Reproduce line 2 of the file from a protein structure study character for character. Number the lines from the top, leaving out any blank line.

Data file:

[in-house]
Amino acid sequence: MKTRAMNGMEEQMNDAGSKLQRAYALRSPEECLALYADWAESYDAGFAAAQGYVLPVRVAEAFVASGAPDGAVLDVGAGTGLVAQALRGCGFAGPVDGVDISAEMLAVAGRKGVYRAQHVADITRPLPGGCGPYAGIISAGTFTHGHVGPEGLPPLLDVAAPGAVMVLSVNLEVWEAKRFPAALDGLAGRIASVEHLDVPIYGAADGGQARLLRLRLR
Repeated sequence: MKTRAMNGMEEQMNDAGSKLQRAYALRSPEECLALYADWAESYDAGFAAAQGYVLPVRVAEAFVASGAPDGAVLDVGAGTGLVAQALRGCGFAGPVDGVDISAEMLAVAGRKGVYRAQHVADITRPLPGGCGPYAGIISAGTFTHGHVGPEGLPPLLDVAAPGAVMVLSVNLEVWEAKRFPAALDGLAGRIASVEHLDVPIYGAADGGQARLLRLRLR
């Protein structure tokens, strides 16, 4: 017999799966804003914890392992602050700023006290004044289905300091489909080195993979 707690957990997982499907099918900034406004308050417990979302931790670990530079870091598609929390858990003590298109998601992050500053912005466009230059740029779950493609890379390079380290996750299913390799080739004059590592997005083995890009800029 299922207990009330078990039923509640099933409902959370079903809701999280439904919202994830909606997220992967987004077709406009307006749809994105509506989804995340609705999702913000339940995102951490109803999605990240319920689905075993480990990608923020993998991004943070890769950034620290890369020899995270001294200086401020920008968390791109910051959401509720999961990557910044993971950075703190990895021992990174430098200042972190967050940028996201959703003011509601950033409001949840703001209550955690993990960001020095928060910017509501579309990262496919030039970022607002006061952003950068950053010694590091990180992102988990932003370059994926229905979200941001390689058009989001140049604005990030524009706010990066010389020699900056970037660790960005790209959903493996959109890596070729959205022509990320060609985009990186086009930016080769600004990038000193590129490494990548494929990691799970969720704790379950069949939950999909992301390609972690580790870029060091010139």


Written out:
Amino acid sequence: MKTRAMNGMEEQMNDAGSKLQRAYALRSPEECLALYADWAESYDAGFAAAQGYVLPVRVAEAFVASGAPDGAVLDVGAGTGLVAQALRGCGFAGPVDGVDISAEMLAVAGRKGVYRAQHVADITRPLPGGCGPYAGIISAGTFTHGHVGPEGLPPLLDVAAPGAVMVLSVNLEVWEAKRFPAALDGLAGRIASVEHLDVPIYGAADGGQARLLRLRLR